by Julia Sommer
Philosophy Chair Bruce Vermazen may specialize in matters of the mind, but his heart is in ragtime, dixieland and hot dance music of the '20s and '30s.
"One of the things that got me into philosophy and aesthetics was my interest in jazz," says Vermazen. "In college, I was always arguing that jazz should be valued as serious music. No one agreed with me. It motivated me to study aesthetics, so I could have something convincing to say about the value of jazz."
A cornet player since age 11, Vermazen is musical director of the San Francisco Starlight Orchestra, which plays "hot" dance music (for the Charleston, fox trot, tango, waltz and rumba) every month at Mill Valley's Strawberry Recreation Center. What makes the San Francisco Starlight Orchestra's music hot, explains Vermazen, is its combination of "sweet" dance tunes with jazz improvisation.
The group has released two CDs: "Doin' the Racoon" and "Cheerful Little Earful," both on Stomp Off Records. Working title of a third CD is "Rose-Colored Glasses." The orchestra has played at many jazz festivals, including those in Sun Valley, Idaho, and Kalispell, Mont.
Combine Vermazen the scholar and Vermazen the serious, popular musician, and you get a 15-year study and a book in the works on the Six Brown Brothers: popularizers of the saxophone during the vaudeville era.
Vermazen, 57, discovered the Brown Brothers in high school when he came across one of their 78 rpm recordings at a rummage sale. He never forgot them.
While researching ragtime musicians in the early '80s, he came across the Brown Brothers again at the University of Iowa library, which houses the most complete archives on vaudeville (donated by JFK's father, Joe, who owned a vaudeville circuit).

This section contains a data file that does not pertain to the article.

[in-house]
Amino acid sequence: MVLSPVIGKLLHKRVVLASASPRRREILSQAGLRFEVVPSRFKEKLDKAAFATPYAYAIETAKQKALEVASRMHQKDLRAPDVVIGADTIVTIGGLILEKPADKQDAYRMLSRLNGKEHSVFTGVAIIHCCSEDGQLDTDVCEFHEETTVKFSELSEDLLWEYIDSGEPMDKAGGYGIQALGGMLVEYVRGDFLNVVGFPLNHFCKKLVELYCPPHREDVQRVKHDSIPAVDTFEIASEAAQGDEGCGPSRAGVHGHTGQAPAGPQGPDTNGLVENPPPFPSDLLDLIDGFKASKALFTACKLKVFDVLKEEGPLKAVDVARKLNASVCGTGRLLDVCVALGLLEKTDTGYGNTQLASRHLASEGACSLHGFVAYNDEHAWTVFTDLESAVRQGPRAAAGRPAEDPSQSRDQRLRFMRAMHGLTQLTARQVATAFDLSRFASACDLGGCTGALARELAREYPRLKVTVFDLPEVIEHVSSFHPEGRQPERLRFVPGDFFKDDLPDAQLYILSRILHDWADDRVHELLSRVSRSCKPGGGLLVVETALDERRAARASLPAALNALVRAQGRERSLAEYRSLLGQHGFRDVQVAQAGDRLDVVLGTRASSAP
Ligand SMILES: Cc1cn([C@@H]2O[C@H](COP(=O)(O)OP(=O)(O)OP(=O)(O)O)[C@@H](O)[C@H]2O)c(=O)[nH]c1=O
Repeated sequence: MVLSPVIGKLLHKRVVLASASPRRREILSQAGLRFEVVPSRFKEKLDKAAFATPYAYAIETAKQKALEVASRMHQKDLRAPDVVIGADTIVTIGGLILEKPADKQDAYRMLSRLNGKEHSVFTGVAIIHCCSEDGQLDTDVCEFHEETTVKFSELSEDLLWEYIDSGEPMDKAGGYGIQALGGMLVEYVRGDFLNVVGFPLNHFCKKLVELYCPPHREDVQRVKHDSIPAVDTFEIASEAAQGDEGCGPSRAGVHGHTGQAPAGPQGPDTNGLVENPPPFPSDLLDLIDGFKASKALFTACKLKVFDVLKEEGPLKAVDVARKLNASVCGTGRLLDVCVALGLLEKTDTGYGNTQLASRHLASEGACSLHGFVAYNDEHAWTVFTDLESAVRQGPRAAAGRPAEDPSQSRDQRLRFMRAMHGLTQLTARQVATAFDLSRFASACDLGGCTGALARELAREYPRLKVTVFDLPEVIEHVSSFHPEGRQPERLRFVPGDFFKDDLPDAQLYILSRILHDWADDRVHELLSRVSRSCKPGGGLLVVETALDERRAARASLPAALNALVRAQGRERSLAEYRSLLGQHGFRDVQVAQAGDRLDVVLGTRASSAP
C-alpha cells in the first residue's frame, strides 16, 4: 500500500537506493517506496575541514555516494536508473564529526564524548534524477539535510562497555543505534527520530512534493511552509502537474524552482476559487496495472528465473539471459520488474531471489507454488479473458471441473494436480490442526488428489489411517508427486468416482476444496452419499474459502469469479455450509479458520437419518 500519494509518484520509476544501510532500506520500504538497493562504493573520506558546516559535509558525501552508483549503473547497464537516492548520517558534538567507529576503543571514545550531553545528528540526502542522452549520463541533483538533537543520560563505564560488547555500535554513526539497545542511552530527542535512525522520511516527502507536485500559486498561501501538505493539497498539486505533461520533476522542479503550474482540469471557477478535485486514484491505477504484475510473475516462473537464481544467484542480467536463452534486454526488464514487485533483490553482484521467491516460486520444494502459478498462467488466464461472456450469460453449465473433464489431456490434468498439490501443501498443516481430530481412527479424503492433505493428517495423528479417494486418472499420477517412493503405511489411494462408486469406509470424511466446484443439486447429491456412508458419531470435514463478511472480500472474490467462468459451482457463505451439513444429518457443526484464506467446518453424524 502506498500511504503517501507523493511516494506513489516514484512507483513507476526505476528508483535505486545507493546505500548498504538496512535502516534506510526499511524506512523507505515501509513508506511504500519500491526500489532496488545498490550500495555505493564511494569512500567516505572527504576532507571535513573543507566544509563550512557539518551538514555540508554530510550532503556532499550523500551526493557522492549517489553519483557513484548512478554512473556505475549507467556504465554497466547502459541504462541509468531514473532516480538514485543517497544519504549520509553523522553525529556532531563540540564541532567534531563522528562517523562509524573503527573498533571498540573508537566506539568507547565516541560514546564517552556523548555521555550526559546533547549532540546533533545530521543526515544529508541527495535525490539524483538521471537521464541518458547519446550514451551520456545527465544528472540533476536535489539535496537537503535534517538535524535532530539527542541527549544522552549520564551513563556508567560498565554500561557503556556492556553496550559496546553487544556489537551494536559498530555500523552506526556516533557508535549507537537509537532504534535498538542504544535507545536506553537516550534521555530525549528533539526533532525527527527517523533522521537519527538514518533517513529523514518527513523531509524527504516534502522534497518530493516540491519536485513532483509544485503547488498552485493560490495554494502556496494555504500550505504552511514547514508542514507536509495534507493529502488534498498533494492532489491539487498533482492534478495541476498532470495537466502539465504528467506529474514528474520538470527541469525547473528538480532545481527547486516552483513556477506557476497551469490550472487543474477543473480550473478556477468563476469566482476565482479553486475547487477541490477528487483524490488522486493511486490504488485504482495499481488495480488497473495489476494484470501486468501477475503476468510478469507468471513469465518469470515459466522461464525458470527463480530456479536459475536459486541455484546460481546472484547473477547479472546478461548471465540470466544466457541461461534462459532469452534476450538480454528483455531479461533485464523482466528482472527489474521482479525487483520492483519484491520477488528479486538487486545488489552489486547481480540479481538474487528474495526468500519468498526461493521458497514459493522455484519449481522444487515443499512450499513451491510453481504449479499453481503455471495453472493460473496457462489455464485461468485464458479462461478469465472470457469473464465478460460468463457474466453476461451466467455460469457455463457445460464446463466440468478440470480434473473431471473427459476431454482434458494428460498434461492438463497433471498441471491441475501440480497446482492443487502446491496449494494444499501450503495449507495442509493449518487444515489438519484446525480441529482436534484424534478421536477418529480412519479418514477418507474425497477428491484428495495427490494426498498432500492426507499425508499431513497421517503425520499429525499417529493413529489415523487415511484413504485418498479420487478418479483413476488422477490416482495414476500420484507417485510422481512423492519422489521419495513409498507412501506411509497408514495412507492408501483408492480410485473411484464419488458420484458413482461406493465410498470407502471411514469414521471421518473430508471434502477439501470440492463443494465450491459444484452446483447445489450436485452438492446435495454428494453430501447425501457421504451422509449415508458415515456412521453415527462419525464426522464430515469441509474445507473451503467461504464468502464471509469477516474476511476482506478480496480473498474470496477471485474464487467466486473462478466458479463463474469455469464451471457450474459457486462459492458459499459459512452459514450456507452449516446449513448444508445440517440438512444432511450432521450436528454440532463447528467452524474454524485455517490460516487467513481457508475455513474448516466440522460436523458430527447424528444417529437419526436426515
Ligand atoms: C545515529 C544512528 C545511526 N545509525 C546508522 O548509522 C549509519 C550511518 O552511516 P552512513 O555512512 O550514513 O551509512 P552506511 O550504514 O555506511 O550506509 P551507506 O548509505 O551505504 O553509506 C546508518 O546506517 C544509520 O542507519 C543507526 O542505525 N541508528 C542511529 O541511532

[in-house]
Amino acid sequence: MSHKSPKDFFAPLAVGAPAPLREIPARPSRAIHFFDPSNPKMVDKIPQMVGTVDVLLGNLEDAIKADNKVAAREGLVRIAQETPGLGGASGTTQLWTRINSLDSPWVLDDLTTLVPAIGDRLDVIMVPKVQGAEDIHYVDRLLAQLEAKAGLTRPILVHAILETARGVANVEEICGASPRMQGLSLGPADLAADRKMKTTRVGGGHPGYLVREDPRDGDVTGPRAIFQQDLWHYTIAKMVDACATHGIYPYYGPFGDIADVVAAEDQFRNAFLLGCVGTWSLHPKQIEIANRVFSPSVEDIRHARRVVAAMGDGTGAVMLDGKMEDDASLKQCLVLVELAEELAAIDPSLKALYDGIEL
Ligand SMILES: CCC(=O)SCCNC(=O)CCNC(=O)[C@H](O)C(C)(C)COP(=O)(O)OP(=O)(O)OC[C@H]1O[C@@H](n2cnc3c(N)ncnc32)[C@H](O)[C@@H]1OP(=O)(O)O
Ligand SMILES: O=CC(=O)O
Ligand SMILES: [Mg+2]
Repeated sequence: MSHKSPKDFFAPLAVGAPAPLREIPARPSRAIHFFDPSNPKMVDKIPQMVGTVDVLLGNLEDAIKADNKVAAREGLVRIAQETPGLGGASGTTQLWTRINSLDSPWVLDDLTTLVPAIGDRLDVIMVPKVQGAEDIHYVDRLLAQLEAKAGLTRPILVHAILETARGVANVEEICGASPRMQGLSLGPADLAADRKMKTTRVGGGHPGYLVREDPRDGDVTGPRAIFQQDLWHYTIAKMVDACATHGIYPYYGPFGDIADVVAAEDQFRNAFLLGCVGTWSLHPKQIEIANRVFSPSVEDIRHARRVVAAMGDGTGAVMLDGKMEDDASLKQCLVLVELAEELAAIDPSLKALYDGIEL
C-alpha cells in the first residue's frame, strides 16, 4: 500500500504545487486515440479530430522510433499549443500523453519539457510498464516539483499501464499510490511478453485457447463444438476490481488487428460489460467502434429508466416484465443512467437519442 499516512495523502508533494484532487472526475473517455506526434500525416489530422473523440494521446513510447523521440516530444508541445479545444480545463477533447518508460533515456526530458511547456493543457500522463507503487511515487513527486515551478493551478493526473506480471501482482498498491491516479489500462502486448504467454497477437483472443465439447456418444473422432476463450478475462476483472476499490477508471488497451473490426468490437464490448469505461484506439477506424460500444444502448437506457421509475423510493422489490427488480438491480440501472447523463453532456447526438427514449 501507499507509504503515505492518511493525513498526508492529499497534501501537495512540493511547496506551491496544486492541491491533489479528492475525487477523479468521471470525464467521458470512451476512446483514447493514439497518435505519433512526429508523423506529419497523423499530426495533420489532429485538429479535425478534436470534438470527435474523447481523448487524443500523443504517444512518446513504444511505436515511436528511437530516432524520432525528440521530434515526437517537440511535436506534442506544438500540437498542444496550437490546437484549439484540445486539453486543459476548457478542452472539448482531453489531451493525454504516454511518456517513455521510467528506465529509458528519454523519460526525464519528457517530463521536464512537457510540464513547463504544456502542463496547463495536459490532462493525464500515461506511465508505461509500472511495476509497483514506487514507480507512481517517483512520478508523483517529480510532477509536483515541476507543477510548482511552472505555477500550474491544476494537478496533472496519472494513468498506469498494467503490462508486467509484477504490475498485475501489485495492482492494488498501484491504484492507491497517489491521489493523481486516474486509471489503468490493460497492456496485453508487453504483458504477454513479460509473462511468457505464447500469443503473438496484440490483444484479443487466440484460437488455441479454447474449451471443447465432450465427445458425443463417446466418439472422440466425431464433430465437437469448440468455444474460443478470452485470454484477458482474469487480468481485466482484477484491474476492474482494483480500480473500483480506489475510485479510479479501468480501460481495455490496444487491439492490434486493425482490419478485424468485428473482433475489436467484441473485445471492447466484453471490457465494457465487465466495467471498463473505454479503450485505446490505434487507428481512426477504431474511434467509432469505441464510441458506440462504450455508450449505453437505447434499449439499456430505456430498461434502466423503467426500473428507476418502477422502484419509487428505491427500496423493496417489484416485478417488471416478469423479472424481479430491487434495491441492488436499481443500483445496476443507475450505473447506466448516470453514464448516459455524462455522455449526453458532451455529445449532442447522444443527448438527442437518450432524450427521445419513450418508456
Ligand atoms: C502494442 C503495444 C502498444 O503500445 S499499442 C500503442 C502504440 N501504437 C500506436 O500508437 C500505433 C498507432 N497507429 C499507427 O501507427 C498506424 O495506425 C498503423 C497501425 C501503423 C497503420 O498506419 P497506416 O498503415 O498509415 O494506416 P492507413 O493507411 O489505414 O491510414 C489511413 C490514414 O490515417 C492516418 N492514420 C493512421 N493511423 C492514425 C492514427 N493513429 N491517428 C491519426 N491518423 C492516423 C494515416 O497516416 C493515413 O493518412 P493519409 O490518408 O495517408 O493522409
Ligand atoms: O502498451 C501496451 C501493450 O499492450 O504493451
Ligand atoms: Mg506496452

It turns out the brothers were among the first musicians, other than a few in military-style bands, to play the saxophone professionally. They formed a saxophone sextet that in 1920 made $1,000 a week-more money than any other musical act in the country.
Touring the United States, Canada and Britain in vaudeville and musical revues, they recorded about 40 mostly ragtime 78's between 1911 and 1920.
Although the number of biological brothers varied over the years, the Six Brown Brothers continued to perform until 1933, through the decline of vaudeville and the rise of jazz.
They are a legend among formally trained sax players of today.
Besides his cornet, one of Vermazen's prize possessions is a soprano sax dating from the 1850s that belonged to Tom Brown, founder and leader of the Six Brown Brothers. Vermazen recently bought it from 85-year-old Tom Brown Jr. "I still can hardly believe I have it," exclaims Vermazen in his Moses Hall office.
"The mark made by Tom's teeth is right there on the mouthpiece. I'm told it has a beautiful tone-I'll have to learn to play it to find out."
Brown Jr. also has passed on to Vermazen plenty of Brown Brothers memorabilia, and the two are now in frequent contact.